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Canadian Oil Industry Starting to Shut In Production as Prices Plunge to $15

(The Fuse) Oil prices plunged to fresh decade-plus lows by mid-January amid concerns over persistent oversupply and the faltering Chinese economy. A growing chorus is projecting oil to drop as far as $25 or $20 per barrel before all is said and done, with some even raising the prospect of sub-$20 oil.

There are some places where oil already passed those lowly depths weeks ago, most notably Canada. While WTI and Brent hover around $30 per barrel, Western Canadian Select (WCS), a benchmark for heavy crude in Canada, has plunged to less than half that level.

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An oil well operated by Apache Corp. in the Permian Basin in Texas. The company fended off an overture by Anadarko last fall.
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Oil Slump Sets Scene for Mergers

(Wall Street Journal) Here’s how bad things are getting in the oil patch: In some cases it is now cheaper for energy companies to buy one another rather than drill for crude.

A year-and-a-half on from the start of the worst crude-oil price crash in a generation, the biggest U.S. and European energy companies have delayed projects and made such deep budget cuts that they will soon struggle to replace the oil they pump out of the ground with new reserves.

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Who’s Afraid of Cheap Oil?

(The Economist) Along with bank runs and market crashes, oil shocks have rare power to set monsters loose. Starting with the Arab oil embargo of 1973, people have learnt that sudden surges in the price of oil cause economic havoc. Conversely, when the price slumps because of a glut, as in 1986, it has done the world a power of good. The rule of thumb is that a 10% fall in oil prices boosts growth by 0.1-0.5 percentage points.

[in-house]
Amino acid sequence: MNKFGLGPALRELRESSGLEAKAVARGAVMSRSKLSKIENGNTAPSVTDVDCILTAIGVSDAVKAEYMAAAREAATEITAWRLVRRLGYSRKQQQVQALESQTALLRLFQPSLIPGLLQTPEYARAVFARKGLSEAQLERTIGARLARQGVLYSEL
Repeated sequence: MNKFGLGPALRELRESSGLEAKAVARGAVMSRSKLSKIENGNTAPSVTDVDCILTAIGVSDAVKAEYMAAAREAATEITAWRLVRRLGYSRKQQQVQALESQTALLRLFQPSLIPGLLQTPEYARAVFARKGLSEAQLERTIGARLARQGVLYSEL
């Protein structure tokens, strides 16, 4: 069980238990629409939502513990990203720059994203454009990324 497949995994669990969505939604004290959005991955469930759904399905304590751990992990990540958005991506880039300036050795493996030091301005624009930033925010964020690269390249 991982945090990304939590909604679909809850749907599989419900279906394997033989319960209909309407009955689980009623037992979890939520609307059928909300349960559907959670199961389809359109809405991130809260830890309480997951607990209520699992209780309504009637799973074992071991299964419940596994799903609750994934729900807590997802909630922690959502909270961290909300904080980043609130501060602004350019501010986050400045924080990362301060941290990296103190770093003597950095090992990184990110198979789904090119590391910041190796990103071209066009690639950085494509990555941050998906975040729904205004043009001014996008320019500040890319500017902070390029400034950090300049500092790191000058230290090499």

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Is Non-OPEC Beginning to Decline?

(Peak Oil Barrel) The EIA’s Monthly Energy Review just came out. They have the U.S. production numbers through December along with World, OPEC C+C, Non-OPEC and selected Non-OPEC nations through October. All EIA data is in thousand barrels per day.

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The Hidden Consequences of the Oil Crash

(Politico) For months, American drivers have been greeted at gas stations with a pleasant surprise: Gas prices have fallen by half, dropping an average of more than $2 a gallon since their most recent peak in 2011. President Barack Obama took a moment to bask in the credit last week in his State of the Union speech: “Gas under two bucks a gallon ain’t bad,” he said.(Politico) For months, American drivers have been greeted at gas stations with a pleasant surprise: Gas prices have fallen by half, dropping an average of more than $2 a gallon since their most recent peak in 2011. President Barack Obama took a moment to bask in the credit last week in his State of the Union speech: “Gas under two bucks a gallon ain’t bad,” he said.

Or maybe it is.